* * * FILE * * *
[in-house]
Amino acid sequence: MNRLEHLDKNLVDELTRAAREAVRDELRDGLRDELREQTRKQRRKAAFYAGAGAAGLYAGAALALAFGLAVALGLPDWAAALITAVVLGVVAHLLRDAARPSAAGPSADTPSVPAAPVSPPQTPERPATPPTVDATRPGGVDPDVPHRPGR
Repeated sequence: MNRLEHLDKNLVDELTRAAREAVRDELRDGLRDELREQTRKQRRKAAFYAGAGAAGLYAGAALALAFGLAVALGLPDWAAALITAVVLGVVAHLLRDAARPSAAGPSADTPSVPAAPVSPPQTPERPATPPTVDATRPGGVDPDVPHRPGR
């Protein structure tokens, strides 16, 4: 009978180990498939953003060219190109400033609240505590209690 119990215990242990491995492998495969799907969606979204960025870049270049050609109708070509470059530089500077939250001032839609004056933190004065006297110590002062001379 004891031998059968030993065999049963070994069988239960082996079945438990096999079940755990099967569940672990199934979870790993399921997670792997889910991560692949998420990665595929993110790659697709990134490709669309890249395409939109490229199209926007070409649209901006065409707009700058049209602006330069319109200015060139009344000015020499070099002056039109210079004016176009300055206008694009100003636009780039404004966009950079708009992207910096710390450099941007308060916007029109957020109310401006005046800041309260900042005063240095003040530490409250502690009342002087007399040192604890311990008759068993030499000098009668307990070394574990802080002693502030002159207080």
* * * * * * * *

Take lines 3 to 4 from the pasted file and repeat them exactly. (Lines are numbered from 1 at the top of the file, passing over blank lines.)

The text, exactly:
Repeated sequence: MNRLEHLDKNLVDELTRAAREAVRDELRDGLRDELREQTRKQRRKAAFYAGAGAAGLYAGAALALAFGLAVALGLPDWAAALITAVVLGVVAHLLRDAARPSAAGPSADTPSVPAAPVSPPQTPERPATPPTVDATRPGGVDPDVPHRPGR
């Protein structure tokens, strides 16, 4: 009978180990498939953003060219190109400033609240505590209690 119990215990242990491995492998495969799907969606979204960025870049270049050609109708070509470059530089500077939250001032839609004056933190004065006297110590002062001379 004891031998059968030993065999049963070994069988239960082996079945438990096999079940755990099967569940672990199934979870790993399921997670792997889910991560692949998420990665595929993110790659697709990134490709669309890249395409939109490229199209926007070409649209901006065409707009700058049209602006330069319109200015060139009344000015020499070099002056039109210079004016176009300055206008694009100003636009780039404004966009950079708009992207910096710390450099941007308060916007029109957020109310401006005046800041309260900042005063240095003040530490409250502690009342002087007399040192604890311990008759068993030499000098009668307990070394574990802080002693502030002159207080």